30 Years an Artist
Dialogue about what makes up the life of a working artist
I knew about the horrors of poaching in Africa and Asia of Elephant tusks and Rhino horn, but was not aware of the full extent of problem until I started researching our 2011 Africa trip.
Since then I produced several series of collage prints based on hunting and poaching, and in 2017 when we went back to Africa I really want to find out more about this tragic international problem.
Rhinoceros are killed by humans for their horns, which are bought and sold on the black market, and which are used by some cultures for ornamental or traditional medicinal purposes. Right now in East Asia, mostly Vietnam, is the largest market for rhino horns. “People grind up the horns and then consume them believing the dust has therapeutic properties.” (1 )
The rhino horn is made of the same substance as our hair and fingernails and horses hooves! It is keratin, which is a protein. Rhino need them to dig in the ground for food, attract a mate, and if you watch a Rhino cow and calf for a few minutes even, to corral their young around.
The powered horn has been used in traditional herbal medicine, where it is believed to have magical properties, and cure things like arthritis, headaches and cancer. However that is changing rapidly as Rhino horn is now becoming a status symbol for wealthy businessmen in East Asia where they are displaying them as trophies or status symbols. (2)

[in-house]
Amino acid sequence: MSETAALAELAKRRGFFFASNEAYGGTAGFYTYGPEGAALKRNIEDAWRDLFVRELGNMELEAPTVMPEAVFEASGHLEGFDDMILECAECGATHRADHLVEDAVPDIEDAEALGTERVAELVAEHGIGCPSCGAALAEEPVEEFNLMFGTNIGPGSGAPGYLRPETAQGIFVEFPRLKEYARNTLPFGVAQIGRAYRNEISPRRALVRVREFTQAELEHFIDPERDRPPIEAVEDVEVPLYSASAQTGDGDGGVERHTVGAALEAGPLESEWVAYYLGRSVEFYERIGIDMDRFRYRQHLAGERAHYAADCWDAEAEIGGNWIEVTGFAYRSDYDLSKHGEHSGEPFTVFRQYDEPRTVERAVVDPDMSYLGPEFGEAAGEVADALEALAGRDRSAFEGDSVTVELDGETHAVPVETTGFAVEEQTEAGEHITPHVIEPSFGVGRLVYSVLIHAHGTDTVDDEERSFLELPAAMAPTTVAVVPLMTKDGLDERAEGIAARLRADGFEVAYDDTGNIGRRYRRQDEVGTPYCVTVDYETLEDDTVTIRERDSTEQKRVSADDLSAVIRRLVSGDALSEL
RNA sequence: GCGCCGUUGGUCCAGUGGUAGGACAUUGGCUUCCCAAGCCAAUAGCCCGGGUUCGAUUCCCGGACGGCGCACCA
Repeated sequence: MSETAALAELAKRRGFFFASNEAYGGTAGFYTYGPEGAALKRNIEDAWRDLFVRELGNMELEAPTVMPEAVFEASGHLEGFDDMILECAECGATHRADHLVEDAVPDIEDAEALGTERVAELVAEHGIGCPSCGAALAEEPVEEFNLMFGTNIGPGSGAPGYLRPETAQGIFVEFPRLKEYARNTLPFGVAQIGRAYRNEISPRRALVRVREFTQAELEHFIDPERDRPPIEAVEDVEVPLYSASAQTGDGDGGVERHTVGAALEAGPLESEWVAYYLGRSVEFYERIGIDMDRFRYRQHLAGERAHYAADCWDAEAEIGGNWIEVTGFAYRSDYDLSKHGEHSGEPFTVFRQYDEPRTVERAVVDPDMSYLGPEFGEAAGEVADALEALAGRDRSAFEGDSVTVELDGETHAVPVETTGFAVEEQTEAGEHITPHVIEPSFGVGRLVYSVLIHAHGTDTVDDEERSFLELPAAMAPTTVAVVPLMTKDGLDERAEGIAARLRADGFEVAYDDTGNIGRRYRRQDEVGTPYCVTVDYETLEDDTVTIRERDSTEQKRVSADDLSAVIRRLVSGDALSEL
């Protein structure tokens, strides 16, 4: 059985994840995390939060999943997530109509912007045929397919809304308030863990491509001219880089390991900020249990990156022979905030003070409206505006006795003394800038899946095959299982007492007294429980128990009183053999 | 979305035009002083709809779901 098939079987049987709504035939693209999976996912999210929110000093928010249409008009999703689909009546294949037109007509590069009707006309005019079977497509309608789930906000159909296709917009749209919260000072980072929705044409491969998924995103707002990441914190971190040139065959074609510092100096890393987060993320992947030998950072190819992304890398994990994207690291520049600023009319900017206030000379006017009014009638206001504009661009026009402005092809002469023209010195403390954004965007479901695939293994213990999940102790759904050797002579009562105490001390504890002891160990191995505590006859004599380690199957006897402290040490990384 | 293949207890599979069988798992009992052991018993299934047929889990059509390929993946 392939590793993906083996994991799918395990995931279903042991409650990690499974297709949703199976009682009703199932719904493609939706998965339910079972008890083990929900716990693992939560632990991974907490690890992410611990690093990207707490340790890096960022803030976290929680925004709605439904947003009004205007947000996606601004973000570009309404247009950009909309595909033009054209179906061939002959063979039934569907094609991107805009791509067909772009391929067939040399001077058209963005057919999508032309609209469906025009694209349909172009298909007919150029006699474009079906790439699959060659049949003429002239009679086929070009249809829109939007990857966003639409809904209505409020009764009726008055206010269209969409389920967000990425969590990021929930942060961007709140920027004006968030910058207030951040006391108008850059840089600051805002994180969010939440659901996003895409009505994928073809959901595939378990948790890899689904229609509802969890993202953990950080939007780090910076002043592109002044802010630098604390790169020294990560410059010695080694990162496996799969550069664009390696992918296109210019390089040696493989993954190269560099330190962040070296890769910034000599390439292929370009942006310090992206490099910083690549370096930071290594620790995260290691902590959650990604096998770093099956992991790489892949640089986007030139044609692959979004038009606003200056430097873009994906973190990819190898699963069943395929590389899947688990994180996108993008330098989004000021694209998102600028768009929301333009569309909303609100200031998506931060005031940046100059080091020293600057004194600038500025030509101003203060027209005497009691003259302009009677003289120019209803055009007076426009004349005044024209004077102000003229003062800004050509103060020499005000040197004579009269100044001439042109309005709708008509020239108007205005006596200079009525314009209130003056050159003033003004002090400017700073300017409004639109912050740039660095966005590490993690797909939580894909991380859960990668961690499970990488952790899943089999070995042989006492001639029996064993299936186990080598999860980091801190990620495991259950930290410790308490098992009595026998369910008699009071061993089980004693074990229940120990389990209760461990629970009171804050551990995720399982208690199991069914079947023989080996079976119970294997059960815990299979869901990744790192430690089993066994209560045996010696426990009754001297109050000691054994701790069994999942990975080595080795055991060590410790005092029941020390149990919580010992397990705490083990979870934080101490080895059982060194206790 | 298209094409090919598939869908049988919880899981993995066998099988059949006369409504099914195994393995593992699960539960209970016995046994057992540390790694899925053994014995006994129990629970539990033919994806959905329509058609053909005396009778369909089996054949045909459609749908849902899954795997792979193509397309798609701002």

I think we should ban displaying all horn artifacts, elephant, rhino walrus, etc., from our museums and homes, even if they are historical and valuable pieces. NOT DESTROY THEM, BUT NO LONGER SHOW THEM OFF AS OBJECTS OF STATUS. Let them gather dust in a dark storeroom.What do you think? Let me know!
The IUCN Red List identifies three of the species OF RHINO as critically endangered.
Also see #lastmaleststanding. http://www.olpejetaconservancy.org/uploads/assets/uploads/2015/11/OP_Infographic_Updated_2015.pdf
Ol Pejeta Conservancy Nanyuki, Kenya May 2017
http://www.olpejetaconservancy.org/, where some 90,000 acres of open Savannah grassland and convert it to a national land trust in 2004.
One of only several surviving rare Northern White Rhino’s, living behind fences and guarded the rest of their lives
2. Reasons For Rhino Poaching by Roseanna McBain on 28 February 2012